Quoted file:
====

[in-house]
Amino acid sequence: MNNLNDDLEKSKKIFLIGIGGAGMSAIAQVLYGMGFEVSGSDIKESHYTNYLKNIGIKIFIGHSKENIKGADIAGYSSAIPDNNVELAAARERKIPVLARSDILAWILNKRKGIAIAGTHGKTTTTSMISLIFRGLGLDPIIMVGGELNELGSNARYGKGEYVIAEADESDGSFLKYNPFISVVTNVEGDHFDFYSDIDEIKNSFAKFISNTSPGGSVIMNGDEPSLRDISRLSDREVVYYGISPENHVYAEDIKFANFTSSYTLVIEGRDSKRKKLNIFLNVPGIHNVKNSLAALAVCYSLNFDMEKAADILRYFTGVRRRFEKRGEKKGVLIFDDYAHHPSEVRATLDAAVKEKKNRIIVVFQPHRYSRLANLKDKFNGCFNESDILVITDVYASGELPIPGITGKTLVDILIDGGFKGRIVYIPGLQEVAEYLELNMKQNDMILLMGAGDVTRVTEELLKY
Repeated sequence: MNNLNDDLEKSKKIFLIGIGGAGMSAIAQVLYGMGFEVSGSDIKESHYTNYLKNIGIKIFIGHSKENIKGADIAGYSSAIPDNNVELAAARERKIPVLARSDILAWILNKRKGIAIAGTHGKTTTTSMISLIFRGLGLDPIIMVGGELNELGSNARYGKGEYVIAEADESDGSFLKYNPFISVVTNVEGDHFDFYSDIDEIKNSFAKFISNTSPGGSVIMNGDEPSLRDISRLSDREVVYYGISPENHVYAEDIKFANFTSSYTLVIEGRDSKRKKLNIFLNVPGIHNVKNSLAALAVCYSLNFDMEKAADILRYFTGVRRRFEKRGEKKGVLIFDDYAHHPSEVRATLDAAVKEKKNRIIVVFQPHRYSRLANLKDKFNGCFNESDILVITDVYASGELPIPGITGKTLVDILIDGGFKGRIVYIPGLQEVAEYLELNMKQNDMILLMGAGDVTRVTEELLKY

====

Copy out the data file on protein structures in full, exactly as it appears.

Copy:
[in-house]
Amino acid sequence: MNNLNDDLEKSKKIFLIGIGGAGMSAIAQVLYGMGFEVSGSDIKESHYTNYLKNIGIKIFIGHSKENIKGADIAGYSSAIPDNNVELAAARERKIPVLARSDILAWILNKRKGIAIAGTHGKTTTTSMISLIFRGLGLDPIIMVGGELNELGSNARYGKGEYVIAEADESDGSFLKYNPFISVVTNVEGDHFDFYSDIDEIKNSFAKFISNTSPGGSVIMNGDEPSLRDISRLSDREVVYYGISPENHVYAEDIKFANFTSSYTLVIEGRDSKRKKLNIFLNVPGIHNVKNSLAALAVCYSLNFDMEKAADILRYFTGVRRRFEKRGEKKGVLIFDDYAHHPSEVRATLDAAVKEKKNRIIVVFQPHRYSRLANLKDKFNGCFNESDILVITDVYASGELPIPGITGKTLVDILIDGGFKGRIVYIPGLQEVAEYLELNMKQNDMILLMGAGDVTRVTEELLKY
Repeated sequence: MNNLNDDLEKSKKIFLIGIGGAGMSAIAQVLYGMGFEVSGSDIKESHYTNYLKNIGIKIFIGHSKENIKGADIAGYSSAIPDNNVELAAARERKIPVLARSDILAWILNKRKGIAIAGTHGKTTTTSMISLIFRGLGLDPIIMVGGELNELGSNARYGKGEYVIAEADESDGSFLKYNPFISVVTNVEGDHFDFYSDIDEIKNSFAKFISNTSPGGSVIMNGDEPSLRDISRLSDREVVYYGISPENHVYAEDIKFANFTSSYTLVIEGRDSKRKKLNIFLNVPGIHNVKNSLAALAVCYSLNFDMEKAADILRYFTGVRRRFEKRGEKKGVLIFDDYAHHPSEVRATLDAAVKEKKNRIIVVFQPHRYSRLANLKDKFNGCFNESDILVITDVYASGELPIPGITGKTLVDILIDGGFKGRIVYIPGLQEVAEYLELNMKQNDMILLMGAGDVTRVTEELLKY